How to survive a dogpocalypse

 

Let’s review a couple of important tips for making sure you and your pet are reunited in case of a zombie apocalypse, or perhaps simply the holidays. Because once Aunt Gretel gets a few glasses of nog in her, it can be hard to tell the difference, I know. And more than one dog has burst out into the cold night trying to escape the frightening clutches of an overeager great-uncle with a fondness for labradors.

  • Is your identification up to date? And is it even on?
Lots of people switch collars over the holidays to those cutesy candy-cane stripey ones or ones with bells on, but they neglect to change the ID tags as well. None of which matters if your phone number on the tag is from three phones ago. Make sure your info is up to date and present! That goes for microchips, too.
Don’t forget you can also go high tech with a GPS device like the Tagg.
  •  Know where your emergency vet is located!
If your dog is bitten by a zombie you may only have a matter of minutes to get them to the doc. You can’t call 911 (some people have tried.) You have to get them there yourself. The last thing you want is to be panicking trying to figure out which road to take and which exit you need. Find the closest ER vet ahead of time, and take a look at the directions on Google maps so you can get there quickly and safely if need be.
  • Have an emergency kit on hand.
Not sure what constitutes a vet-appropriate emergency kit? AVMA has a great checklist. Things you never think of until you need them: muzzles, leashes, and flat boards/stretchers.

 

Anyone else have any hot tips to share for survival? I heard a rumor Brody might have taken off after a few zombies and I’m very nervous right now. I don’t know how he will fare against the undead. There is only one way to ensure his survival:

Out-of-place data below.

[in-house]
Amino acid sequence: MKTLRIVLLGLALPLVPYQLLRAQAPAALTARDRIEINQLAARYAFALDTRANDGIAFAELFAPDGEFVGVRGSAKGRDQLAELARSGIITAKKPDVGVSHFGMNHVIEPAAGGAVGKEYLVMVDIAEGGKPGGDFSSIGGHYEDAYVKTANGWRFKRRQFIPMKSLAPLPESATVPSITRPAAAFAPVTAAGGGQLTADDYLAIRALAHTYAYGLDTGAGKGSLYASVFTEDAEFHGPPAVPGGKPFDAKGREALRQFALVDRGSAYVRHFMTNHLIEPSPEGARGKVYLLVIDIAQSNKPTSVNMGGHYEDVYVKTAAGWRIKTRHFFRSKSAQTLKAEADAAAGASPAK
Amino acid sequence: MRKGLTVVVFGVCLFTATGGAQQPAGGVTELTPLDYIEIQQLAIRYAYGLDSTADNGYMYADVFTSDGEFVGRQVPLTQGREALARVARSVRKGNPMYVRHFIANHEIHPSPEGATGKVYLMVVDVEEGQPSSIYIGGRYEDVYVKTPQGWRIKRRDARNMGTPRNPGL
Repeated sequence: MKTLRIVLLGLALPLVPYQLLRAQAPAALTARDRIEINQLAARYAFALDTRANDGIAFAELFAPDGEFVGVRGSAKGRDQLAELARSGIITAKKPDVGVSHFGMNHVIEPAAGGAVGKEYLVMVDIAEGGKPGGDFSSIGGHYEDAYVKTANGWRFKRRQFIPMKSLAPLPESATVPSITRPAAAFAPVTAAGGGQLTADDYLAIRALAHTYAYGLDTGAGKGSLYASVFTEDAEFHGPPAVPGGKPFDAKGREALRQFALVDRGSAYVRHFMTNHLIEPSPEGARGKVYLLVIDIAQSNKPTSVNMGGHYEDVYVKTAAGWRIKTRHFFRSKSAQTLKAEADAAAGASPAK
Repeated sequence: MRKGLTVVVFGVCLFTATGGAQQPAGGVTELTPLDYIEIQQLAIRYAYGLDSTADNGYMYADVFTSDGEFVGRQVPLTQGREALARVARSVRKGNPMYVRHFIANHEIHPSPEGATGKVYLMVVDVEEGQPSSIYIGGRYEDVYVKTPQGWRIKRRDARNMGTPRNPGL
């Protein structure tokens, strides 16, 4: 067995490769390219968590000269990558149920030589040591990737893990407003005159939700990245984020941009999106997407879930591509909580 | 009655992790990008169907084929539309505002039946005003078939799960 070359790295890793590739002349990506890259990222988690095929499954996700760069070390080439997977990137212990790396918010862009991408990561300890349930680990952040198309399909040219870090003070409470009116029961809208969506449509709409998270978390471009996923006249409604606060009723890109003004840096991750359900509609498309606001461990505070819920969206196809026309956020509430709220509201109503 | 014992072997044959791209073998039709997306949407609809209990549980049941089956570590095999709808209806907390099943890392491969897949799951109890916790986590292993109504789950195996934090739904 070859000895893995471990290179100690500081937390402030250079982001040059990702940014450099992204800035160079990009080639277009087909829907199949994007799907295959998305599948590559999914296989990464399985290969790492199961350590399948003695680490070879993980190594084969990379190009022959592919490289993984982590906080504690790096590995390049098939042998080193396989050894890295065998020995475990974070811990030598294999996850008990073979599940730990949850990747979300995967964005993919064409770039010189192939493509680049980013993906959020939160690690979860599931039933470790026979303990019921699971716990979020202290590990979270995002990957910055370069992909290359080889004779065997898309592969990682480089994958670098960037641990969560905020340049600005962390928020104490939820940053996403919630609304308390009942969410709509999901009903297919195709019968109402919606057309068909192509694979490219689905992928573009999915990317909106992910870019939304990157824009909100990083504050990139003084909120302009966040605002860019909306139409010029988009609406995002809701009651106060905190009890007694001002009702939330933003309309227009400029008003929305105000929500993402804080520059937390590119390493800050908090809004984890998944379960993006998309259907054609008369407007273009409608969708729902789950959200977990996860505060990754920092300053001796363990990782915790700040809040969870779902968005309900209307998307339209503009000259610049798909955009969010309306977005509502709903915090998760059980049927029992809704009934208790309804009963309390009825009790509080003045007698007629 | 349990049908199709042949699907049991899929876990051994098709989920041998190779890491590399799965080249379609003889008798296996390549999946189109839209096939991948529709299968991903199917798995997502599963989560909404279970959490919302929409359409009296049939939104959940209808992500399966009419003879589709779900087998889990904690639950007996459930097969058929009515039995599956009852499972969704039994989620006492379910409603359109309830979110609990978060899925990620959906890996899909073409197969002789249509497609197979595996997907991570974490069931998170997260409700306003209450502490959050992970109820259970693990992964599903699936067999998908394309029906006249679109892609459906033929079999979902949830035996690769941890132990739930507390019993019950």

Filed: Be The Change, Blog, Blogathon, Blogathon 2011 Tagged: , ,
  • Leigh

    - If you are going to have a lot of family coming over and coming in and out, put your animal in a bedroom where no one will go. It’s better to have them cooped up for a bit than to have them escape because Aunt Gretel forgot to close the front door!

    – Have the ASPCA Animal Poison Control hotline # on hand. It takes valuable minutes for you (or your vet) to look it up, having it ready to go is very helpful. It is: (888) 426-4435.

  • Tabitha

    We have cats so we have a small container of flour for clotting ripped nails. We have aloe plants for hair balls. And a very strict no tinsel policy.

  • Vonny

    Have a profile full-body picture of your dog in case the situation ever comes to the point of having to post public “Lost” notices.

    Ring your local emergency vet before there is an emergency and find out their procedures, especially for holidays.

    Do. Not. Panic. Zombies will not attack a person searching for a lost animal, or one tending to an injured one. They know that would be like poking a sleeping bear with a stick…unwise.